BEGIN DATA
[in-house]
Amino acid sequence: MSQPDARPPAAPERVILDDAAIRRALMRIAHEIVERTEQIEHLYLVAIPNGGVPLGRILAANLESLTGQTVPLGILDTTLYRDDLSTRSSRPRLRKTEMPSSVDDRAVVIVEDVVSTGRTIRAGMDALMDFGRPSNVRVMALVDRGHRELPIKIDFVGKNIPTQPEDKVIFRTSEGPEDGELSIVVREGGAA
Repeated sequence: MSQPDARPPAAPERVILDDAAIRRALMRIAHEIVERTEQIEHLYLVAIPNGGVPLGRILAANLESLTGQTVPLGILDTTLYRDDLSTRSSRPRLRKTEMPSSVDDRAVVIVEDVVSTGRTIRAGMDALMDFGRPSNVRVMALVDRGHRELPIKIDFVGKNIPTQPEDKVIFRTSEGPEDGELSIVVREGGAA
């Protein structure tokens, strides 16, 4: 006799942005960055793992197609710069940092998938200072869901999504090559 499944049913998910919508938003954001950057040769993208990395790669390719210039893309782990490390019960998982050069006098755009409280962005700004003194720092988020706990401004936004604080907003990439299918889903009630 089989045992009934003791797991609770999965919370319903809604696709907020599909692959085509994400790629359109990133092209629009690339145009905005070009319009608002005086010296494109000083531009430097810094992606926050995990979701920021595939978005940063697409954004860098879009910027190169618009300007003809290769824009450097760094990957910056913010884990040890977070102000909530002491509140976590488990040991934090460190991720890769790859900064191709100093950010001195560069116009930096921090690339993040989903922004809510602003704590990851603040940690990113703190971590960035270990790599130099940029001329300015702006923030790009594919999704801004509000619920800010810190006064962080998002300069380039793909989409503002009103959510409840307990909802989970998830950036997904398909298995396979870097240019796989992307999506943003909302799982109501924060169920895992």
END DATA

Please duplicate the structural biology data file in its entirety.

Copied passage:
[in-house]
Amino acid sequence: MSQPDARPPAAPERVILDDAAIRRALMRIAHEIVERTEQIEHLYLVAIPNGGVPLGRILAANLESLTGQTVPLGILDTTLYRDDLSTRSSRPRLRKTEMPSSVDDRAVVIVEDVVSTGRTIRAGMDALMDFGRPSNVRVMALVDRGHRELPIKIDFVGKNIPTQPEDKVIFRTSEGPEDGELSIVVREGGAA
Repeated sequence: MSQPDARPPAAPERVILDDAAIRRALMRIAHEIVERTEQIEHLYLVAIPNGGVPLGRILAANLESLTGQTVPLGILDTTLYRDDLSTRSSRPRLRKTEMPSSVDDRAVVIVEDVVSTGRTIRAGMDALMDFGRPSNVRVMALVDRGHRELPIKIDFVGKNIPTQPEDKVIFRTSEGPEDGELSIVVREGGAA
């Protein structure tokens, strides 16, 4: 006799942005960055793992197609710069940092998938200072869901999504090559 499944049913998910919508938003954001950057040769993208990395790669390719210039893309782990490390019960998982050069006098755009409280962005700004003194720092988020706990401004936004604080907003990439299918889903009630 089989045992009934003791797991609770999965919370319903809604696709907020599909692959085509994400790629359109990133092209629009690339145009905005070009319009608002005086010296494109000083531009430097810094992606926050995990979701920021595939978005940063697409954004860098879009910027190169618009300007003809290769824009450097760094990957910056913010884990040890977070102000909530002491509140976590488990040991934090460190991720890769790859900064191709100093950010001195560069116009930096921090690339993040989903922004809510602003704590990851603040940690990113703190971590960035270990790599130099940029001329300015702006923030790009594919999704801004509000619920800010810190006064962080998002300069380039793909989409503002009103959510409840307990909802989970998830950036997904398909298995396979870097240019796989992307999506943003909302799982109501924060169920895992």